Trine is the best co-op game you’ll ever play by yourself.
Or, for that fact, it’s one of the better ones you’ll play with other people. It’s clever like that.
The concept is simple, and that’s part of the appeal; three generic adventurers (wizard, thief and warrior), all happen to be in the same place at the same time, and all touch the same magical gem, that just so happens to fuse their souls together, meaning the occupy the same body. What this means in terms of playing the game is that you can switch between all three instantly, and also let your friends play as one (or both) of the others. You then must work your way through dungeons, forests, forges and evil towers to allow the three to be freed, all the while killing skeletons and manipulating your environments to advance.
The skeletons die relatively easily, and the puzzles are similarly simple when on your own, either requiring the thief’s light step and grappling hook, or the wizard creating some cleverly placed blocks. For a £20 game, it’s a little on the brief side, allowing you to breeze through it within a few hours, regardless of difficulty for the most part. The most appealing thing about it is the versatility of the puzzles, each having presumably dozens of different combinations of boxes, jumps and runs to complete, with little more than a few see-saws, an unreachable point and some spikes for you to play around with. It’s never frustrating, and the liberal placings of checkpoints means you never have to redo a puzzle too many times.
The game really comes into it’s own when you play with a friend, though. The thief’s grappling hook is no longer the win button it was before, meaning you have to actually be crafty with how you approach each puzzle. The warrior, relegated to just killing skeletons in singleplayer, suddenly has to be used as soon as someone messes up, due to the way the death system works (three lives, each one a character. So die with the wizard, and you can only use the thief and warrior.). New strategies arise though, such as using the wizards levitation to manipulate objects he’s not standing on, but the other character is, meaning you can reach previously inaccessible locations, as well as create hovering bridges without having to secure them. I can only imagine the difficulty having three players presents, as you can’t even switch out which character you are. The puzzles which have previously seemed over simple suddenly become gargantuan undertakings, and you realise this is the game as the developers intended.
The visuals, too, need to be lauded. I’ve never seen a 2d platformer so gorgeous, with each incremental detail wonderfully animated and fleshed out. Mushrooms release puffs of spores when you land on them, and lava bathes everything around it in a wonderful warm glow. The skeletons are suitably brittle, collapsing in a heap of archaeology when boxes and fat men in armour fall on them. Within the limited 2d plane, this is as vibrant a world as could be imagined. Things go on in the background and foreground, lending illusionary depth and visual fidelity as you advance from left to right. Sounds, too, work wonderfully, each thwack of the sword and thunk of an arrow adding to the overall level of polish on exhibit.
Of course, there’s a blemish, present in the obscene difficulty spike of the last level, a classically misjudged change of pace to the enjoyable platformer. It’s hardly enough to tarnish the impression the game leaves, but it’s enough to frustrate and annoy, not least just questioning it’s presence in the game. In my eyes, lava should stay at a consistent level in all games, and never get airs above its station.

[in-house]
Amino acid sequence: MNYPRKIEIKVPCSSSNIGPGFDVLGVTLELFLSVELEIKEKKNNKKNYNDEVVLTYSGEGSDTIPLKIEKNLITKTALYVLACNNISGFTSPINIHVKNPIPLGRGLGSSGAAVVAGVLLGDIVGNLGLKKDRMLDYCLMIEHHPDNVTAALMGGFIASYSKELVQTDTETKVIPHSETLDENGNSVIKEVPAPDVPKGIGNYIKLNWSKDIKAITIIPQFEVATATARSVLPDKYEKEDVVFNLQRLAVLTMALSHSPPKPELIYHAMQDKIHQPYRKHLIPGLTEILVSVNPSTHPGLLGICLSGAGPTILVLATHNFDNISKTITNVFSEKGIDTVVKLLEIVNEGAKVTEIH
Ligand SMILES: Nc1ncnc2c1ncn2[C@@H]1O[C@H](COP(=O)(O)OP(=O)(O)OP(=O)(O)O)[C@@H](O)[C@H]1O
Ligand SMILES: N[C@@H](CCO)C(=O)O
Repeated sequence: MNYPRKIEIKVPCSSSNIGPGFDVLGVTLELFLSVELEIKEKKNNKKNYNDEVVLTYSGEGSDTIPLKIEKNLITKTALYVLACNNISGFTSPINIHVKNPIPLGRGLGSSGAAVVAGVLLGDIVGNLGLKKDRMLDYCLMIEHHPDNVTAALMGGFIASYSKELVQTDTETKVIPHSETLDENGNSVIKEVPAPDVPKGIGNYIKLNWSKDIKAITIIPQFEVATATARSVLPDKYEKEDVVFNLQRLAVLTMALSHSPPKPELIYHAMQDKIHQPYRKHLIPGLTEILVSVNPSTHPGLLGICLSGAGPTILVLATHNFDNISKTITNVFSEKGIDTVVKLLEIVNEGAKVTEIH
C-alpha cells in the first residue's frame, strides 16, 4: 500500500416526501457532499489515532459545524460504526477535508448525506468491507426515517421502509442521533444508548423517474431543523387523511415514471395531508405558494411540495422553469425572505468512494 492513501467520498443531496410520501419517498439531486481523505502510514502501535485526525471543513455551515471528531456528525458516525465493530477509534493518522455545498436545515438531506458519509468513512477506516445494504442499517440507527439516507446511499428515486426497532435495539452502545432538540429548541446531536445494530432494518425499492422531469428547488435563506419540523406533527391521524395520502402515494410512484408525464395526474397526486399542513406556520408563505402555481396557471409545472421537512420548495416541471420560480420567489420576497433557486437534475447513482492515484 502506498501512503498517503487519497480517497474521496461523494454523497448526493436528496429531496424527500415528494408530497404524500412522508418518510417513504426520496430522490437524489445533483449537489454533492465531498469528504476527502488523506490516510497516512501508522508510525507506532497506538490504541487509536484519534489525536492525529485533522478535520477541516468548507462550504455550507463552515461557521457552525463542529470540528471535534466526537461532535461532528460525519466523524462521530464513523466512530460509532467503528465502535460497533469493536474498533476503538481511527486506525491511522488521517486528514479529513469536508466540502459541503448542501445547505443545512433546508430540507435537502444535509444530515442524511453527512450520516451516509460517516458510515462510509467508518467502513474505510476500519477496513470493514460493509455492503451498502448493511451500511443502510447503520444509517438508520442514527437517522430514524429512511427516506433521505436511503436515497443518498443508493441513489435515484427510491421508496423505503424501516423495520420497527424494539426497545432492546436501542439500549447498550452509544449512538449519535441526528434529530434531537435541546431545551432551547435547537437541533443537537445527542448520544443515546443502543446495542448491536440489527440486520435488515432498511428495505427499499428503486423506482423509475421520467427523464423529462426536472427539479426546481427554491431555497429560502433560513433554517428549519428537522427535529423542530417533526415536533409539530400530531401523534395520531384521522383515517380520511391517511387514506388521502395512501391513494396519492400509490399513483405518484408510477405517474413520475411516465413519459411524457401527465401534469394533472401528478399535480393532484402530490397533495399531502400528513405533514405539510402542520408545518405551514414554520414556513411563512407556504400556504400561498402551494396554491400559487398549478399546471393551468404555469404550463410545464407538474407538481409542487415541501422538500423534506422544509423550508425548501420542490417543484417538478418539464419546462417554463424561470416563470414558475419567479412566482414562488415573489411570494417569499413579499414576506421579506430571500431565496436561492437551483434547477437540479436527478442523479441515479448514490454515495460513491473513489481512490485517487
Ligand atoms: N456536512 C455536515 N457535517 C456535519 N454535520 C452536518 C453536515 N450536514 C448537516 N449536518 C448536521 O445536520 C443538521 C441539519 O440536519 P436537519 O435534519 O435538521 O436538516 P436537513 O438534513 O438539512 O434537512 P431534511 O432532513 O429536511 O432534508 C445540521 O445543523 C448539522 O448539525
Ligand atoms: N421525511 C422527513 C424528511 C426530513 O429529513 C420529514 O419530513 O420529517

There are a few RPG-lite elements, allowing you to level up each character, adding arrows to each pull and release, or permitting you a few more planks before the earlier ones fizzle into nothingness. Allowing you to choose which skill to level up seems a little impotent to begin with, each choice forced upon you, but later on you have to make mildly game-changing choices on which skills to max out, which could act as a nice incentive to play through again, at least with a friend.
Similarly, there is treasure and loot, increasing health, energy and the like, with a few breaking from convention and providing some more uncommon benefits, like last minute health replenishment and resurrection abilities. They’re hidden throughout the level in chests, a pleasant reason to explore beyond arbitrary collectibles that have no effect on the game other than to feed the obsessive compulsive within you. Finally exploration is rewarded tangibly, the muted gleam of the metal reinforcement on the chest an incentive to push your logic bridgebuilding skills a little further, allowing you to reach the unreachable ledge.
The glaring flaw in all of this is a lack of internet multiplayer. It would perhaps be frustrating to both be fixed to the same camera, and maybe the potential lack of voice chat a few gaming luddites would incur would make getting past puzzles more than difficult, but at the same time, not everyone has an extra controller for their pc, and having two seems frivilous at best. So to play with three people locally seems slightly unattainable, something an internet connection should be able to solve. It’s more annoying because of the potential for fun, rather than having any adverse effect on the game as is, but it’s still an annoyance.
None of this does anything to ruin Trine, however. It’s a brilliant platformer that, while perhaps a little pricey right now, will no doubt be a steal when the price drops due to a sale or just over time. If you’ve got a spare controller for the PC, and a friend who’d be willing to put up with whereever your computer is kept, it’s certainly worth picking up. The single player potential is a little on the light side, but it doesn’t bore, and only ever excites and entertains, and I’m going to stop in case I use up my hyperbole quota for the month.